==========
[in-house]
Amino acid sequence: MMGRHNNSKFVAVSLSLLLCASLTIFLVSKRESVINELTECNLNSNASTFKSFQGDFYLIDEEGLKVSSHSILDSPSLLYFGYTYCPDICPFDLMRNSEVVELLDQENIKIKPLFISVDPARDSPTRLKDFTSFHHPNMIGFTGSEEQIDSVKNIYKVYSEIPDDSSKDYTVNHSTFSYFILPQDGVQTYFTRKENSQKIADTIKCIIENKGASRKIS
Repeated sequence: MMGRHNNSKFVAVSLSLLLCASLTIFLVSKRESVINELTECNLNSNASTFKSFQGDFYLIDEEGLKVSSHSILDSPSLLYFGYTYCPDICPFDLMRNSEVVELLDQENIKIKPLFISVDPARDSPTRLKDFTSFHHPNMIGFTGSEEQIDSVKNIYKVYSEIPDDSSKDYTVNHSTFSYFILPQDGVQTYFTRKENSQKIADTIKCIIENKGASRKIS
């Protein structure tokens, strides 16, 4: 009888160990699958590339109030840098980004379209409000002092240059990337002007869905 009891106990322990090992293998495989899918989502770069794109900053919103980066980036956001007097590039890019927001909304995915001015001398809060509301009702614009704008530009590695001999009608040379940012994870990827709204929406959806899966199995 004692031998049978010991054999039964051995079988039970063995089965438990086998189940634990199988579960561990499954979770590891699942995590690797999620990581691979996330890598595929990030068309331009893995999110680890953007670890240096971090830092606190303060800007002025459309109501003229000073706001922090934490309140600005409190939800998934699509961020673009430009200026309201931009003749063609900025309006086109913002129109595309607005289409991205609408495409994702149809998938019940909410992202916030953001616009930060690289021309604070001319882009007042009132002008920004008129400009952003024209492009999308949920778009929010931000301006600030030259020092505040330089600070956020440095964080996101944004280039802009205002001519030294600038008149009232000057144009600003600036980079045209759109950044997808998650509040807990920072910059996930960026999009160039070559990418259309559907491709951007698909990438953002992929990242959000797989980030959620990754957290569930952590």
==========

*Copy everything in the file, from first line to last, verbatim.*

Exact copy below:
[in-house]
Amino acid sequence: MMGRHNNSKFVAVSLSLLLCASLTIFLVSKRESVINELTECNLNSNASTFKSFQGDFYLIDEEGLKVSSHSILDSPSLLYFGYTYCPDICPFDLMRNSEVVELLDQENIKIKPLFISVDPARDSPTRLKDFTSFHHPNMIGFTGSEEQIDSVKNIYKVYSEIPDDSSKDYTVNHSTFSYFILPQDGVQTYFTRKENSQKIADTIKCIIENKGASRKIS
Repeated sequence: MMGRHNNSKFVAVSLSLLLCASLTIFLVSKRESVINELTECNLNSNASTFKSFQGDFYLIDEEGLKVSSHSILDSPSLLYFGYTYCPDICPFDLMRNSEVVELLDQENIKIKPLFISVDPARDSPTRLKDFTSFHHPNMIGFTGSEEQIDSVKNIYKVYSEIPDDSSKDYTVNHSTFSYFILPQDGVQTYFTRKENSQKIADTIKCIIENKGASRKIS
């Protein structure tokens, strides 16, 4: 009888160990699958590339109030840098980004379209409000002092240059990337002007869905 009891106990322990090992293998495989899918989502770069794109900053919103980066980036956001007097590039890019927001909304995915001015001398809060509301009702614009704008530009590695001999009608040379940012994870990827709204929406959806899966199995 004692031998049978010991054999039964051995079988039970063995089965438990086998189940634990199988579960561990499954979770590891699942995590690797999620990581691979996330890598595929990030068309331009893995999110680890953007670890240096971090830092606190303060800007002025459309109501003229000073706001922090934490309140600005409190939800998934699509961020673009430009200026309201931009003749063609900025309006086109913002129109595309607005289409991205609408495409994702149809998938019940909410992202916030953001616009930060690289021309604070001319882009007042009132002008920004008129400009952003024209492009999308949920778009929010931000301006600030030259020092505040330089600070956020440095964080996101944004280039802009205002001519030294600038008149009232000057144009600003600036980079045209759109950044997808998650509040807990920072910059996930960026999009160039070559990418259309559907491709951007698909990438953002992929990242959000797989980030959620990754957290569930952590």